This site features several watercourses and wetlands, many of which are permanently inundated. It includes two main flow components—the Upper Pike River and Mundic Creek area, and the Lower Pike River and Rumpagunyah Creek—and extends from the Col Col embankment to the downstream confluence of the Murray River and the Pike River.

Water enters the system continuously from Lock 5 via two modified channels, first filling Mundic Creek and then flowing to the Upper Pike River. The Upper Pike River diverges to join the Murray River and the Lower Pike River. At elevated river levels, water spreads into low-lying wetlands and woodland areas adjacent to Mundic Creek, Tanyaca Creek and the Murray River.

The aquatic habitats of the Pike-Mundic Wetland Complex are diverse, ranging from permanent fast-flowing anabranches, to slightly brackish, slow-flowing anabranches, backwaters and temporary billabongs. It has been divided into eight ecological assets; flowing watercourses, permanent wetlands, temporary wetlands, red gum woodlands, lignum shrublands, chenopod shrublands/grasslands, black box woodlands and dunes. The assets each correspond to a different hydrological regime, and together they comprise all of the terrestrial and aquatic habitats present in the ecosystem.

Ecological values to be protected

This site provides a diverse range of aquatic and floodplain habitats that support populations of diverse flora and fauna, including rare, endangered and nationally threatened species.
Several species found on these floodplains are listed as threatened or vulnerable under the Environment Protection and Biodiversity Conservation Act 1999, including the southern bell frog (Litoria raniformis), malleefowl (Leipoa ocellata), Murray cod (Maccullochella peelii peelii) and regent parrot (Polytelis anthopeplus). The site also includes 21 state-listed animals, 17 state-listed plant species, and provides likely habitat for Murray hardyhead (Craterocephalus fluviatilis).

The site supports a number of distinct vegetation communities, depending on the inundation frequency. These communities range from the relatively frequently inundated areas nearest to the main Murray River channel (with extensive reed beds and relatively healthy red gum woodland communities), through to black box woodland, then lignum and chenopod shrublands as flooding frequency declines on the floodplain fringes. These communities provide resources and habitat for macropods, waterbirds, hollow-dwelling bats, mammals, frogs and reptiles, as well as species of aquatic macroinvertebrates, zooplankton and fish.

Despite its isolation from the Murray River by a series of barriers, Mundic Creek provides a deep, permanent water body that supports a diverse fish population and a healthy macroinvertebrate community. This area also provides significant feeding and breeding habitat for waterbirds, fish and other fauna. In particular, waterbirds seek refuge from the drought on many of these permanent wetlands, and the ephemeral wetlands are used for breeding in times of flood.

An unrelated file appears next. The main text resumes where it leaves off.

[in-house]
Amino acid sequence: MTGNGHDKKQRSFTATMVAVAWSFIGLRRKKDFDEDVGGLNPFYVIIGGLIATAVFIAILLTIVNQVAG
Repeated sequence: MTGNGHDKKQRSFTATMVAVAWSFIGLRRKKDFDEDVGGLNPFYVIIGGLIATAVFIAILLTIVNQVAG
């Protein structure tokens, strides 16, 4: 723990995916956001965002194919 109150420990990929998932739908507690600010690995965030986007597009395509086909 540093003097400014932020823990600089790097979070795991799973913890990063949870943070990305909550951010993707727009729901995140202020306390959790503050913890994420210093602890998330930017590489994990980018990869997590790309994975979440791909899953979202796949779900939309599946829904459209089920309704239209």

Many of the habitat features of this floodplain have been degraded elsewhere, and the protection of this system would preserve an important complex of interrelated habitats at a single location.

Key threats

The key threats include increased floodplain sedimentation and water salinity, lack of native fish passage, grazing by stock, kangaroos and pest animals (particularly carp). Eligible actions to address key threats:

  • Pest animal control
  • Incorporation of carp screens or traps in wetland regulators.
  • Weed control
  • Habitat restoration
  • Establishment of new plantings, improved management and streambank protection
  • Revegetation in degraded areas, especially riparian zones
  • Stabilisation of the riverbed and banks to improve native fish passage for locally endemic species.


The majority of the floodplain is owned by the Crown through the South Australian Minister for Environment and Conservation, with a significant portion under annual lease to private operators. The remainder of the site is conservation reserves (including Pike River Conservation Park) and land owned by the National Trust of South Australia. There are also small parcels of private freehold property.

An agreed management plan for the Pike River was developed through consultation with irrigators, graziers and government agencies. This plan presents an integrated approach, with many of the actions addressing multiple issues and providing multiple social, environmental and economic outcomes. Through the Pike River Land Management Group and the Renmark to the Border Local Action Planning Association, the community continues to play an integral role in developing and implementing the Pike Implementation Plan.

Agreed management plans and strategies in place include: